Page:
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Raymond Caissie's 1989 arresting officer says he knew man would re-offend

09/25/2014 12:02 EDT | Updated 11/24/2014 05:59 EST
The police officer who arrested Raymond Lee Caissie 25 years ago in Dryden, Ont., on suspicion of kidnapping, said Wednesday that even back then, he knew Cassie would commit more crimes.

Caissie — who is now 43 and charged with second-degree murder in the death of 17-year-old Serena Vermeersch in Surrey, B.C., last week — was just 18 when Shayne MacKinnon took him into custody in 1989.

- LATEST NEWS | Serena Vermeersch case

"He exited an eastbound Greyhound bus and followed a young lady home to her apartment. He attacked her with a knife, as I recall, when she unlocked her apartment door," MacKinnon told CBC News.

"I just thought this is the kind of behaviour that could come back in years to come and, unfortunately, it was a self-fulfilling prophecy."

Caissie was sentenced to two years in prison for that attack.

After he was released, he attacked a woman in Abbotsford, B.C., kidnapped her and sexually assaulted her.

Caissie went back to prison, this time with a sentence of 22 years.

Parole hearings began in 2006

In 2006, when Caissie was first up for parole, the board said if he was released he would likely kill or seriously harm someone.

The documents also said Caissie had spent most of his life since the age of 15 within an institution and that he lacked the skills to manage his risk in the community.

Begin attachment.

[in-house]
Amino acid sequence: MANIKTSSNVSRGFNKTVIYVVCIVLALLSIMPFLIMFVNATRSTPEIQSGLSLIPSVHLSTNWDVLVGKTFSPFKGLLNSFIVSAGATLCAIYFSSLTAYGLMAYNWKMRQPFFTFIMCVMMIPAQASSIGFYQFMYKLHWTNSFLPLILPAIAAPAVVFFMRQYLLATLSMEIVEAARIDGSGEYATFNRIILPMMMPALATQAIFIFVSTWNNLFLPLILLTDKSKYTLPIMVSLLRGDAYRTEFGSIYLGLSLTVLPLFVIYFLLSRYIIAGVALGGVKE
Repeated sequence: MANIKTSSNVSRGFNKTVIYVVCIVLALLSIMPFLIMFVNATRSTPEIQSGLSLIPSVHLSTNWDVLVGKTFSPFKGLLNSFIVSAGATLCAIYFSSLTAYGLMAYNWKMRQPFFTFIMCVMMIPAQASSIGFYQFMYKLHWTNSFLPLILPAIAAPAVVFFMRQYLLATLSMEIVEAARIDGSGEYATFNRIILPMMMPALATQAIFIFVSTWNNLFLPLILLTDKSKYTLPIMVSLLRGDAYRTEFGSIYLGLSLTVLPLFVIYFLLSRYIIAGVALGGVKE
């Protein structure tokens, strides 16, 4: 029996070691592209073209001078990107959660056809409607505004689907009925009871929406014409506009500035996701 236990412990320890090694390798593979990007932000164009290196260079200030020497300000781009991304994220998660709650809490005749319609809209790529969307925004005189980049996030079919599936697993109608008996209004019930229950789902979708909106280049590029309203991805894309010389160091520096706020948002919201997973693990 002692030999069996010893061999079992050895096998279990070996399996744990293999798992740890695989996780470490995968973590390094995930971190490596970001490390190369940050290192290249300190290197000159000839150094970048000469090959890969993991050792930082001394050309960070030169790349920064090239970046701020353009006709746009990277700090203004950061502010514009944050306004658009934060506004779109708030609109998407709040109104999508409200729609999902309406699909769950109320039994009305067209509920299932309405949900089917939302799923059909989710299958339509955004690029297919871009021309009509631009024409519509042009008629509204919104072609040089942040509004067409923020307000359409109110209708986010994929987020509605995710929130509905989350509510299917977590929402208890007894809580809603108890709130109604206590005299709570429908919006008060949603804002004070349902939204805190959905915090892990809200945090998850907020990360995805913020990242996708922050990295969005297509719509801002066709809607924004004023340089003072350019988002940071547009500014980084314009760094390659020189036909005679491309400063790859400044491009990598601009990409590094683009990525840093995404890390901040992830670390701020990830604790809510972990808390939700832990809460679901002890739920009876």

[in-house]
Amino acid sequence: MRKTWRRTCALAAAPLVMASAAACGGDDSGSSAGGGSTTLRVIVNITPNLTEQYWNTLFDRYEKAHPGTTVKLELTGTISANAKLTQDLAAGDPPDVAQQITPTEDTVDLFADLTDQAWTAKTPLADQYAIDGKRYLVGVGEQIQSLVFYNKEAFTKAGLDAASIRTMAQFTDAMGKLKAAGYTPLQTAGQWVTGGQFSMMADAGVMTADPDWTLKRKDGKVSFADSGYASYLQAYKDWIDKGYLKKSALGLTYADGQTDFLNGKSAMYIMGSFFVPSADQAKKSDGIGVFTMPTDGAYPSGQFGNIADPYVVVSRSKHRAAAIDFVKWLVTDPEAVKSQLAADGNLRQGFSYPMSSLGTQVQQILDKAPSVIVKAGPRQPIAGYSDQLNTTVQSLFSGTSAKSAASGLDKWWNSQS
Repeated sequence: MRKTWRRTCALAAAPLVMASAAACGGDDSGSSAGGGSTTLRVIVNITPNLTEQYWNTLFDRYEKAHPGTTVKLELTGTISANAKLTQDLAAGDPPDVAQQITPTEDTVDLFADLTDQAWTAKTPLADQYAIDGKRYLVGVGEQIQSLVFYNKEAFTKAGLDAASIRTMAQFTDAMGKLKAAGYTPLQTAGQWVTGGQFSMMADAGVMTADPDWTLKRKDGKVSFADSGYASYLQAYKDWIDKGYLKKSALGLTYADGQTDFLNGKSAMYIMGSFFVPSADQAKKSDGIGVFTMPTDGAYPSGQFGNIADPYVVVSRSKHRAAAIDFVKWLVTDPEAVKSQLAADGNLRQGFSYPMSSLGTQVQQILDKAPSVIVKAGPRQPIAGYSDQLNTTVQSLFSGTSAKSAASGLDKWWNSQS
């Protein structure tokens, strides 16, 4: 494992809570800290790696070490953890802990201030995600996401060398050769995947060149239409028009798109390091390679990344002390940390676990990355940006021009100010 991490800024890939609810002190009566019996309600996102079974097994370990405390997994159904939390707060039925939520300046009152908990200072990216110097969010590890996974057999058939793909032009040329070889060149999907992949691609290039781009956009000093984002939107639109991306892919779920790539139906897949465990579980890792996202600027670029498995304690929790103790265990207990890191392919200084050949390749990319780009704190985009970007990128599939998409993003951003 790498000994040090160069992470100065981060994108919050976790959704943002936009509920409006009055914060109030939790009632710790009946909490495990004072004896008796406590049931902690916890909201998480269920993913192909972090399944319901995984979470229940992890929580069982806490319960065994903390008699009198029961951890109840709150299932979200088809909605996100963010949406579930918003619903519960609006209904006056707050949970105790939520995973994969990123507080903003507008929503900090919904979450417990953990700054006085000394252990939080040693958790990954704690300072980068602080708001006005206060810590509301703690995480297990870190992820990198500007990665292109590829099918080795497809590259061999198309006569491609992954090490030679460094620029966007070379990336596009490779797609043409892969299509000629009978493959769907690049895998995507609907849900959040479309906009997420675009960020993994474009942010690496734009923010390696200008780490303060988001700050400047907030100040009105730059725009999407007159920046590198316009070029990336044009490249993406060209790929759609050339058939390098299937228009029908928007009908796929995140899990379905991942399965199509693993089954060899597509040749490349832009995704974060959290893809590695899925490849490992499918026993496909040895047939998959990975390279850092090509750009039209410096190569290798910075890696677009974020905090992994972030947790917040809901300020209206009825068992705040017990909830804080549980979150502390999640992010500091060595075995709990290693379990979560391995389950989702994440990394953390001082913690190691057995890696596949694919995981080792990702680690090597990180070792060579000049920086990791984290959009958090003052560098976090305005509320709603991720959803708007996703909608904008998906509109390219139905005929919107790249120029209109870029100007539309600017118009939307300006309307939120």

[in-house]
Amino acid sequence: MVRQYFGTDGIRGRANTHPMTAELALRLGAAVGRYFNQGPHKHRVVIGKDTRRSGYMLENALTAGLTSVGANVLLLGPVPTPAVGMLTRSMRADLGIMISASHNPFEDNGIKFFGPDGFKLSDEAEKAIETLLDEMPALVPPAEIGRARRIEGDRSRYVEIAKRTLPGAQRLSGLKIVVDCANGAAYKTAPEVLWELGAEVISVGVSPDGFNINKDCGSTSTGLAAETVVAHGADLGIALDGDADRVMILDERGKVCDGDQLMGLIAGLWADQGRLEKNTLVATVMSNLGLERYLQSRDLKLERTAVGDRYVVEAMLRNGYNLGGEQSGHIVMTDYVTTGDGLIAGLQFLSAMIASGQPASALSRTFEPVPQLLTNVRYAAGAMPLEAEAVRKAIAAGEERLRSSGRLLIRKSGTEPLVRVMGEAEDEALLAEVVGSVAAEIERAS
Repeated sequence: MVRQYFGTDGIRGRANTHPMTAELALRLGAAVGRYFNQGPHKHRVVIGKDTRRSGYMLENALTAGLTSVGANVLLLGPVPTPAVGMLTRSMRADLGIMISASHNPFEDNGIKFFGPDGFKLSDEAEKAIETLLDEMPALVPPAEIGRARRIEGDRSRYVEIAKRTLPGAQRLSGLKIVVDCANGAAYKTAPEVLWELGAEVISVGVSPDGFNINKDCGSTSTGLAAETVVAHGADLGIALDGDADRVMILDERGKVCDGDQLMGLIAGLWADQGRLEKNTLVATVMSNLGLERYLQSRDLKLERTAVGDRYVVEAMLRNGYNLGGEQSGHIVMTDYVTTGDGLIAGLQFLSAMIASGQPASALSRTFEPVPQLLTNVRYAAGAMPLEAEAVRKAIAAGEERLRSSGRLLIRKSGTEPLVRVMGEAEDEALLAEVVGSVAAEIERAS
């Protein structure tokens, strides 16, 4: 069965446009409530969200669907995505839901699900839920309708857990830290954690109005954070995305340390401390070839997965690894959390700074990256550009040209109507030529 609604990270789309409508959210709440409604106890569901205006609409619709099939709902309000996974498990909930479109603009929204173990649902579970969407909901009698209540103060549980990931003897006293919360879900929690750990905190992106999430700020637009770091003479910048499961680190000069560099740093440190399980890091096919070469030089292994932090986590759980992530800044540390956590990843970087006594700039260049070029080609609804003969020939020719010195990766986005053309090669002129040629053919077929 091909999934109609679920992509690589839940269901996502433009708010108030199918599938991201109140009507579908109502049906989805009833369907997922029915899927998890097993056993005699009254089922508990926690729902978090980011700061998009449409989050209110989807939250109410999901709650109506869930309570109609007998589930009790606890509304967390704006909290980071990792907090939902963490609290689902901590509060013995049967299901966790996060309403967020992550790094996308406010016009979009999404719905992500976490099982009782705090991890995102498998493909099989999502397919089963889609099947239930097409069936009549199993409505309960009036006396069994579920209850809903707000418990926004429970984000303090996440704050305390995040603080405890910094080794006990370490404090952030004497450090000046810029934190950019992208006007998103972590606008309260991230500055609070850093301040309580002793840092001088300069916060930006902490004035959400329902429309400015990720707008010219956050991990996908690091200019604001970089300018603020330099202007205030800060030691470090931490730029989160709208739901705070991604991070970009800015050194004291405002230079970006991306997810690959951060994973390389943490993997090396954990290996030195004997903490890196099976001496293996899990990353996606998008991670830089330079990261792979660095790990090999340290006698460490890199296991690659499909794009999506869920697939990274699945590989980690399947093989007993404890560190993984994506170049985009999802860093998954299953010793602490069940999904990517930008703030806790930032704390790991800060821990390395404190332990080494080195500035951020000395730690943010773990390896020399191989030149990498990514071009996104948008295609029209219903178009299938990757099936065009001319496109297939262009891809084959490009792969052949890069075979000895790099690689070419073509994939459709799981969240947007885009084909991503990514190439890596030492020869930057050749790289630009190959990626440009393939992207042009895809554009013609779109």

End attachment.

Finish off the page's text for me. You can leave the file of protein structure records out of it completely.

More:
- MORE | Parole board had considered ex-con Raymond Caissie likely to kill 

The following year, the board said Caissie hadn't engaged in any programs aimed at addressing that risk that he might attack someone again.

It also said that Caissie agreed with psychologists that he lacked the ability to live "pro-socially," that he wanted to live away from people, and that he had no community support or employment skills.

In 2013, after a slew of other parole denials, the board said Caissie had been placed in segregation after plotting to attack a prison staff member with a weapon.

Caissie denied it, but only two months before his sentence expired, the board concluded Caissie was still at a moderate-to-high risk to re-offend violently and sexually.

Caissie was released from prison in June 2013 after serving more than 20 years for the violent sexual assault and unlawful confinement of a 21-year-old Abbotsford museum worker in 1991.

At the time of his release, Surrey RCMP issued a statement warning the public of a "high-risk sexual offender" living in the community.

Now, just over a year since his release, Caissie is in custody, charged with the murder of 17-year old Serena Vermeersch.

B.C. Premier Christy Clark said Wednesday that someone like Cassie should be kept behind bars indefinitely in order to keep members of the public safe.

"There is no amount of monitoring that is as good as keeping someone behind bars," she told CBC News.

- MORE | Ex-con accused in teen's murder 'could have been kept in jail,' B.C. premier says

Wally Oppal, a former B.C. attorney general says that in a free society it's not that easy. 

"We live in a democracy. We can't be imprisoning people who have already done their time in jail," he told CBC News.

But for the man who arrested Caissie all those years ago, something needs to change.

"My heart goes out to the family of those victims," MacKinnon said. "I don't know how to fix the system, but I certainly think there are folks out there that could."

None of the current charges against Caissie have been proven. He is next scheduled to appear in court on Oct. 2. 

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